I have never been great at to-do lists. To me, they are an exercise in torture: writing a list of all the things I will inevitably not get done; a document of imminent failure. In a gameshow host voice: “Here’s what you could have done!”
However, for many people, ticking items off a to-do list is the definition of a quotidian pleasure; mini mood-boosts, micro injections of achievement. It could be argued that getting smaller tasks done supplies the motivation for the more expansive changes one needs to make in life. (Though sometimes this is wishful thinking: remember buying a stationery set before the new school year – despite already owning all of the items; as though new pencils would augur a change in attitude from “class clown” to diligent student?)
I sigh at chores and errands. I hide from returning emails. I am not superb, basically, at life’s admin. But I have developed a trick: to-done lists. Or at least that is what I am calling them, ungrammatical as it is.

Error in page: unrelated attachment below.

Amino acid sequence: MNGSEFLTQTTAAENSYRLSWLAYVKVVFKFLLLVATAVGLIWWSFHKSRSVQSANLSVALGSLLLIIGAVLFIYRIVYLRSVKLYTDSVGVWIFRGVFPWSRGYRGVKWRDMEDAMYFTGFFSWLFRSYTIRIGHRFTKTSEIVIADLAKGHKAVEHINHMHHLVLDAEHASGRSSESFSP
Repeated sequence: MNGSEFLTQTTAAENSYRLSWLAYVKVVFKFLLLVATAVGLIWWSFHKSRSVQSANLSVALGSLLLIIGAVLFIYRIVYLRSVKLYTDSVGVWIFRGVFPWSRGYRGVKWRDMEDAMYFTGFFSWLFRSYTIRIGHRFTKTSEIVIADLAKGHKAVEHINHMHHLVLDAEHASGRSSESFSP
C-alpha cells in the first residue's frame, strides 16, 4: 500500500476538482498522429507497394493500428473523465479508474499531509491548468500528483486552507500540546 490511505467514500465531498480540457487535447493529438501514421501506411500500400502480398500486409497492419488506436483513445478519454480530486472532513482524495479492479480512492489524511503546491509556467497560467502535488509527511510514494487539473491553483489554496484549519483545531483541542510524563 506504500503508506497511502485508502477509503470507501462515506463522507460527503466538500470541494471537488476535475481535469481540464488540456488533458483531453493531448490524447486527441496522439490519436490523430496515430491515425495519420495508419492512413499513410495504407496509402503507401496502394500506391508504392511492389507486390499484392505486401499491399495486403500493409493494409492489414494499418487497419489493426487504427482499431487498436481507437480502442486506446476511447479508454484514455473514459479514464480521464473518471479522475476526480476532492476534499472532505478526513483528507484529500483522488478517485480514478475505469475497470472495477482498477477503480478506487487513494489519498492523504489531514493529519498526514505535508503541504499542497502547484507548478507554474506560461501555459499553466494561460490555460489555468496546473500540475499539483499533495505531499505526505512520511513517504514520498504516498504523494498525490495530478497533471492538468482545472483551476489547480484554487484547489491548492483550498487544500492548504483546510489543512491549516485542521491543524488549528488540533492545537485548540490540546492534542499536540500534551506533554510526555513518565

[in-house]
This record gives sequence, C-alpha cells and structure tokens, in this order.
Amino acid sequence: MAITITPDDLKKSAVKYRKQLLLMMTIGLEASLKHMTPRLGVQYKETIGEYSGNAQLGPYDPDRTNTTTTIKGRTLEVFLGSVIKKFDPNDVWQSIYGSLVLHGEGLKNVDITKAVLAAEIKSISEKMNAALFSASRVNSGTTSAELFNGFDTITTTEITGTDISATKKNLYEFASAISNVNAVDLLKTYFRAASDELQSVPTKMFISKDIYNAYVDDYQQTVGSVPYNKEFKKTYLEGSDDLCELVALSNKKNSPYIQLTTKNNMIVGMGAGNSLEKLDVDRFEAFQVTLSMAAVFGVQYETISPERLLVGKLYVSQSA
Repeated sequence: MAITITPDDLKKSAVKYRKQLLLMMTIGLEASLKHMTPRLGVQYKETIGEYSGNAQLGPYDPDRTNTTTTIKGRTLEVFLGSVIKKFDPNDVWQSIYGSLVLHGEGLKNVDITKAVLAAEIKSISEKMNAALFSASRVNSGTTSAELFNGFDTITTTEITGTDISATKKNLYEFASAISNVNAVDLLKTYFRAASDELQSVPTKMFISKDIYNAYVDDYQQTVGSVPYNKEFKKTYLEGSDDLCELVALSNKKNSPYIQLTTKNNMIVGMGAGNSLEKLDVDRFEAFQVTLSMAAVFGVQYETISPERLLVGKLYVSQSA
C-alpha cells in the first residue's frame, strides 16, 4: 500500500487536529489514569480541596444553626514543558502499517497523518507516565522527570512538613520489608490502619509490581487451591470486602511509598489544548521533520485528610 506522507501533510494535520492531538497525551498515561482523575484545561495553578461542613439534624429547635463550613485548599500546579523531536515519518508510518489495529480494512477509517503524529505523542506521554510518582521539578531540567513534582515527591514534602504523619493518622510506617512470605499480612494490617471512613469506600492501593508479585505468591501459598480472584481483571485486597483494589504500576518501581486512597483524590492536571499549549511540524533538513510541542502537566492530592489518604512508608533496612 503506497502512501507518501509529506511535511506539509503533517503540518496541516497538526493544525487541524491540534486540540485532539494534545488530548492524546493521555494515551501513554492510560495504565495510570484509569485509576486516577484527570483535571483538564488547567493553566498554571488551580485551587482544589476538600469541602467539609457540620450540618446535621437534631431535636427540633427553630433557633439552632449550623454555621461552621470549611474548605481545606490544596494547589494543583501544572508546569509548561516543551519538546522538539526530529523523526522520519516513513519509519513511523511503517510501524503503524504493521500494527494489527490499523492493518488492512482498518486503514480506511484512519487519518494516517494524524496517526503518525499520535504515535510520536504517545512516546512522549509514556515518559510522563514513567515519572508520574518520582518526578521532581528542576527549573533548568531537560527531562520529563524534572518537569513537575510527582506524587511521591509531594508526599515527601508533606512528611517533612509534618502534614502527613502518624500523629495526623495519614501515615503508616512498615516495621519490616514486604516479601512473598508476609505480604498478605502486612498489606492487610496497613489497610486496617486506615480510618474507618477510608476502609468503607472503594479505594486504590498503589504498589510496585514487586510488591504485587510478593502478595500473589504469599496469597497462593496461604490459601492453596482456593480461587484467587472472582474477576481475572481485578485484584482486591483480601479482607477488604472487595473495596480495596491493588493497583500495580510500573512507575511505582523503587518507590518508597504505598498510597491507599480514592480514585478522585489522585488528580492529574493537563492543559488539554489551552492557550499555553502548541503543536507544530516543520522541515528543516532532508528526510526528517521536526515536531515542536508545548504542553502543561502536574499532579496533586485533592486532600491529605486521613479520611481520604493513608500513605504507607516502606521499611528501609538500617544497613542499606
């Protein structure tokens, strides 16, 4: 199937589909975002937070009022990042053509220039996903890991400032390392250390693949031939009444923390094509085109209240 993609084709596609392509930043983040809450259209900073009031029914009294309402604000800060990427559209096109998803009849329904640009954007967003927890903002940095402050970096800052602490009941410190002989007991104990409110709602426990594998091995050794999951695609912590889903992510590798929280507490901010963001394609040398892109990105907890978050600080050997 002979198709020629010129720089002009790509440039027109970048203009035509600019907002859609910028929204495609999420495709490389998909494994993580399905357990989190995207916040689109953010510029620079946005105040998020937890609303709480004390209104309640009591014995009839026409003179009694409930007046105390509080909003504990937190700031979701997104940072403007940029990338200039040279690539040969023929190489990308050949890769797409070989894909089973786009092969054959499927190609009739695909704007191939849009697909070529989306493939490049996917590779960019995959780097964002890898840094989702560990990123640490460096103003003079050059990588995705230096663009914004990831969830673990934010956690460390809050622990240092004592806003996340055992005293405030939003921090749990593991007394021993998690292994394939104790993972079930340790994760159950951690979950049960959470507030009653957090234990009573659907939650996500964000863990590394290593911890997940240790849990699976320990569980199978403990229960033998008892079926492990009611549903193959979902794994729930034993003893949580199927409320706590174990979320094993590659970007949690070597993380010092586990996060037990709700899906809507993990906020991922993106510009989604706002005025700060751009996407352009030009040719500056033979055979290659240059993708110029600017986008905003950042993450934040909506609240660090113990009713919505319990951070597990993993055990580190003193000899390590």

The to-done list is the art of writing down all the things I have done. I get the same boost others do when completing something on their to-do list; it is just that, in adding something to a blank page, I am not reminded of all the things I have yet to do, uncrossed out.
In a move that perhaps is taking it that little bit too far, I have begun to keep my to-done lists in a giant Google doc. A cumulative record of what, if anything, I managed to accomplish that day. No contribution is too small. To give you a glimpse into the glamorous life I lead, previous entries have included such Gatsby-esque pleasures as “Cancelled direct debit” and, a personal favourite, “Gave away coathangers on Freecycle”. But, in general, these lists mean I can keep tabs on when my productivity is spiralling, and feel smug when looking back at an efficient week.
If the list is bulky, I end the day more settled, and I suppose it is an act of that overused and sometimes queasy term “self-care”. It is a way of feeling proud of oneself in bitesize. (Or gulps, if the list includes such things as “Gave birth to twins” or “Finished the definitive novel of our era”.) So if you are in the market for a way to de-stress, to enjoy the little wins – and who isn’t? – I suggest the to-done list. This weekend’s column? Done. I will be adding it to the list.